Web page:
Graphenoid Shaped Like a Five-Petaled Flower

Graphenoid Shaped Like a Five-Petaled Flower


Graphenoids, i.e., compounds that are similar to graphene, have applications in catalysis, electronics, energy storage, etc. When rings with either fewer or more than six carbon atoms are embedded in the structure, curved or bent graphenoids are obtained. Combining such curved derivatives with planar ones can lead to interesting and useful compounds.

Yan Li, Beijing National Laboratory for Molecular Sciences and University of the Chinese Academy of Sciences, both Beijing, China, Jay S. Siegel, Tianjin University, China, Zhaohui Wang, Beijing National Laboratory for Molecular Sciences and Tsinghua University, both Beijing, China, and colleagues have prepared a new nonplanar graphenoid compound, corannurylene pentapetalae (CRP, pictured). The compound consists of a curved corannulene core and five planar perylene diimide (PDI) fragments. Its overall shape resembles a five-petaled flower.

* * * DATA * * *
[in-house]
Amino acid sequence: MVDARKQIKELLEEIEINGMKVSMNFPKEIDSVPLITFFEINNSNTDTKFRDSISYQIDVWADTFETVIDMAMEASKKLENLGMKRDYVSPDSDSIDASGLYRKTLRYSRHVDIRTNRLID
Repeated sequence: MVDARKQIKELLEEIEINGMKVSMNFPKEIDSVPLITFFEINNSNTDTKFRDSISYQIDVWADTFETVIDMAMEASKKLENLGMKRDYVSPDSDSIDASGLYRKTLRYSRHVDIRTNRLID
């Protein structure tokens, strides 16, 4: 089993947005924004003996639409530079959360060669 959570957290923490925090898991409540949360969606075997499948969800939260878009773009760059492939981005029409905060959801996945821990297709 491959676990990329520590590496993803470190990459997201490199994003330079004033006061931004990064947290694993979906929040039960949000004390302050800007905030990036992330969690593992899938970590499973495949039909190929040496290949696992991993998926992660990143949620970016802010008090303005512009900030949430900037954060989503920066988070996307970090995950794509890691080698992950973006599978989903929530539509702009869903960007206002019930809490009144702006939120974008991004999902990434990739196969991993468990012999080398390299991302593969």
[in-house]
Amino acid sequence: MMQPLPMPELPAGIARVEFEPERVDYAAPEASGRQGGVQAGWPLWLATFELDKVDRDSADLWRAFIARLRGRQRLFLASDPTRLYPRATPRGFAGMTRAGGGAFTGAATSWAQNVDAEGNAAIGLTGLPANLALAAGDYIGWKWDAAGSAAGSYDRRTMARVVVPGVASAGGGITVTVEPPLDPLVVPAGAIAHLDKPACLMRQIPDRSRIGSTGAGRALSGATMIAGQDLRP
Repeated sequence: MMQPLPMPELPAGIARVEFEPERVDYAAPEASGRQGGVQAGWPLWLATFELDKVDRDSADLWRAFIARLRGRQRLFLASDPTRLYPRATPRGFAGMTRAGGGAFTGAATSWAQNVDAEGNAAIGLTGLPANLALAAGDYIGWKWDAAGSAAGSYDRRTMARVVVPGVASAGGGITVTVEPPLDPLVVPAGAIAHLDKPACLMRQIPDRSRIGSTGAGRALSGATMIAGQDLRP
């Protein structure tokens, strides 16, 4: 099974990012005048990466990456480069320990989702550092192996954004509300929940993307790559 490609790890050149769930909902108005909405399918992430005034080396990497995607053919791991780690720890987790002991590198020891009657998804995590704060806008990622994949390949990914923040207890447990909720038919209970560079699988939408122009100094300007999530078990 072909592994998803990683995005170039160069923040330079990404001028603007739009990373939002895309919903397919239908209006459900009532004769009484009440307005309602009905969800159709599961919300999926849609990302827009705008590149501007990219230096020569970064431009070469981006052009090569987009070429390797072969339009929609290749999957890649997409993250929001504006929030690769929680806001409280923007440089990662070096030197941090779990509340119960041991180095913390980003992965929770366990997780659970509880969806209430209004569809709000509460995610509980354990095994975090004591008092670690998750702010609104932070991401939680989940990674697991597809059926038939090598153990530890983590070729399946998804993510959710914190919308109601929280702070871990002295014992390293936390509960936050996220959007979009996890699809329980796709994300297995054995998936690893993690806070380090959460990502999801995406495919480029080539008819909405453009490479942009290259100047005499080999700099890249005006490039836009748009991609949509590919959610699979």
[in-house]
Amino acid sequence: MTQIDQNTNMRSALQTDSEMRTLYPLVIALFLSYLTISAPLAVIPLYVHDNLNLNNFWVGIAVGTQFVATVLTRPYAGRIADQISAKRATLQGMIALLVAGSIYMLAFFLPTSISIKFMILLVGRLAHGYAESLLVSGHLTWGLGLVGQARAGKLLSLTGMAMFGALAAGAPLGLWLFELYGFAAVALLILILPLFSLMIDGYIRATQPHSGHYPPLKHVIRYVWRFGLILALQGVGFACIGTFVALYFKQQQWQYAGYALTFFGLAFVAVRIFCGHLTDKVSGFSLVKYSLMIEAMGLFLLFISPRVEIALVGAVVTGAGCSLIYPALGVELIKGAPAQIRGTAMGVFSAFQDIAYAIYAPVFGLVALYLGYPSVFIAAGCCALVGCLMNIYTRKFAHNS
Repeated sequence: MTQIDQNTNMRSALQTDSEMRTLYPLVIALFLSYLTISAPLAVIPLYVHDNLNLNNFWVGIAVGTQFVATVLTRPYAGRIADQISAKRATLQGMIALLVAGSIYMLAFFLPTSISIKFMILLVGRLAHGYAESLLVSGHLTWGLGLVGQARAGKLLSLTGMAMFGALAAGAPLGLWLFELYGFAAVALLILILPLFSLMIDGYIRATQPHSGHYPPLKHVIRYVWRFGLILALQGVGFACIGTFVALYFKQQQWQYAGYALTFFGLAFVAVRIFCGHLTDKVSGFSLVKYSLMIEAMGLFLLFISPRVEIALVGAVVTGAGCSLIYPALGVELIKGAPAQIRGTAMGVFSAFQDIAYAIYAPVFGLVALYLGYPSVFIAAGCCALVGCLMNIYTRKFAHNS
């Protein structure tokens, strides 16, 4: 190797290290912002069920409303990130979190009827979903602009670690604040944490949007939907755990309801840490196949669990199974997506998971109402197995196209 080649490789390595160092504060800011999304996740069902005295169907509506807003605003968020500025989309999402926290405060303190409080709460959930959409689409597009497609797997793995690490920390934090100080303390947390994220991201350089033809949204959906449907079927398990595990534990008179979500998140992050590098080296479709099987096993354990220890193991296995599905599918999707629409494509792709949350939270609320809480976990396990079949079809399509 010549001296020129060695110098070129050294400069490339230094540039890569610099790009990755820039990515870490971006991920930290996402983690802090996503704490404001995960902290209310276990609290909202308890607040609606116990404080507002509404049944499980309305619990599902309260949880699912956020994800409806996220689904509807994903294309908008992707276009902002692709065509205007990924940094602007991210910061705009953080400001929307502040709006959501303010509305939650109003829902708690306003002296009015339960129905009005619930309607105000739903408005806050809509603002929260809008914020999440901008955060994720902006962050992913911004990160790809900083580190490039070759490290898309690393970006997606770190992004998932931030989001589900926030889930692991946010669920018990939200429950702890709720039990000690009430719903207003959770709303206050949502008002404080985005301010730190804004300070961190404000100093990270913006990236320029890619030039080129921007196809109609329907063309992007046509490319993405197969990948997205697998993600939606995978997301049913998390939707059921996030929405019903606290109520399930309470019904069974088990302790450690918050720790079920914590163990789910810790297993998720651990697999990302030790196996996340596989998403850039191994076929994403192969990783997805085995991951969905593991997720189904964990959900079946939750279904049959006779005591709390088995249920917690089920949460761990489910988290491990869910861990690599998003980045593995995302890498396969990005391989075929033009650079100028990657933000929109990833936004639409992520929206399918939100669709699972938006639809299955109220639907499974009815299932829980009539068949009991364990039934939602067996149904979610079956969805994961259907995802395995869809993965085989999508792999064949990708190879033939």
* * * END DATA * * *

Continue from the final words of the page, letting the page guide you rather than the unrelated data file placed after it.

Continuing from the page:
The team synthesized CRP by a five-fold Suzuki-Miyaura coupling reaction between brominated PDI and a pentakis(pinacolatoboryl) corannulene, followed by a photocyclic aromatization under an LED lamp. The team obtained different stereoisomers, one with D5 symmetry, in which all “petals” are arranged the same way (pictured), and one with C2 symmetry, where two “petals” deviate up and down, respectively. The D5-symmetric compound forms a honeycomb-like structure in the crystalline state and could be used to facilitate electron transport.


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